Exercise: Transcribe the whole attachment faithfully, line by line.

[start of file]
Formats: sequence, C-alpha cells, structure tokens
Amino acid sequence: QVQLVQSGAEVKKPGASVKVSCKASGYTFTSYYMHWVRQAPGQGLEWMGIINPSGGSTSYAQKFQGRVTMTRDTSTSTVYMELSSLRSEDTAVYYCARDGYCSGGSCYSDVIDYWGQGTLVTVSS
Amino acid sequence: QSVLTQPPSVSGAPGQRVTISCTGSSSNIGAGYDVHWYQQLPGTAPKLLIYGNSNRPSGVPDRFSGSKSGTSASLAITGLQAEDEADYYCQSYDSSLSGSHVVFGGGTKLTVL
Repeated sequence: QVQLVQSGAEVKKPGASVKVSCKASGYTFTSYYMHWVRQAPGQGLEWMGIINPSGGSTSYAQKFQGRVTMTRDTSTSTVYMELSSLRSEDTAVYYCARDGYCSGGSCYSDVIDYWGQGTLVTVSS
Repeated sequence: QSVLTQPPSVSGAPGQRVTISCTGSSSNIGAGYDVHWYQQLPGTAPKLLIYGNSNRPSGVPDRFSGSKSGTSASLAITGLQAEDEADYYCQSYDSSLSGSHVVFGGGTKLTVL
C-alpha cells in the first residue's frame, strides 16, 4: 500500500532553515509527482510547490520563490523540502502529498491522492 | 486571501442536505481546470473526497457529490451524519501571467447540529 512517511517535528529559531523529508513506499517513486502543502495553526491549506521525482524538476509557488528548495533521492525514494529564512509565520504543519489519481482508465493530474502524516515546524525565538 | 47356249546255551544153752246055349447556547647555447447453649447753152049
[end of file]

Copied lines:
Formats: sequence, C-alpha cells, structure tokens
Amino acid sequence: QVQLVQSGAEVKKPGASVKVSCKASGYTFTSYYMHWVRQAPGQGLEWMGIINPSGGSTSYAQKFQGRVTMTRDTSTSTVYMELSSLRSEDTAVYYCARDGYCSGGSCYSDVIDYWGQGTLVTVSS
Amino acid sequence: QSVLTQPPSVSGAPGQRVTISCTGSSSNIGAGYDVHWYQQLPGTAPKLLIYGNSNRPSGVPDRFSGSKSGTSASLAITGLQAEDEADYYCQSYDSSLSGSHVVFGGGTKLTVL
Repeated sequence: QVQLVQSGAEVKKPGASVKVSCKASGYTFTSYYMHWVRQAPGQGLEWMGIINPSGGSTSYAQKFQGRVTMTRDTSTSTVYMELSSLRSEDTAVYYCARDGYCSGGSCYSDVIDYWGQGTLVTVSS
Repeated sequence: QSVLTQPPSVSGAPGQRVTISCTGSSSNIGAGYDVHWYQQLPGTAPKLLIYGNSNRPSGVPDRFSGSKSGTSASLAITGLQAEDEADYYCQSYDSSLSGSHVVFGGGTKLTVL
C-alpha cells in the first residue's frame, strides 16, 4: 500500500532553515509527482510547490520563490523540502502529498491522492 | 486571501442536505481546470473526497457529490451524519501571467447540529 512517511517535528529559531523529508513506499517513486502543502495553526491549506521525482524538476509557488528548495533521492525514494529564512509565520504543519489519481482508465493530474502524516515546524525565538 | 47356249546255551544153752246055349447556547647555447447453649447753152049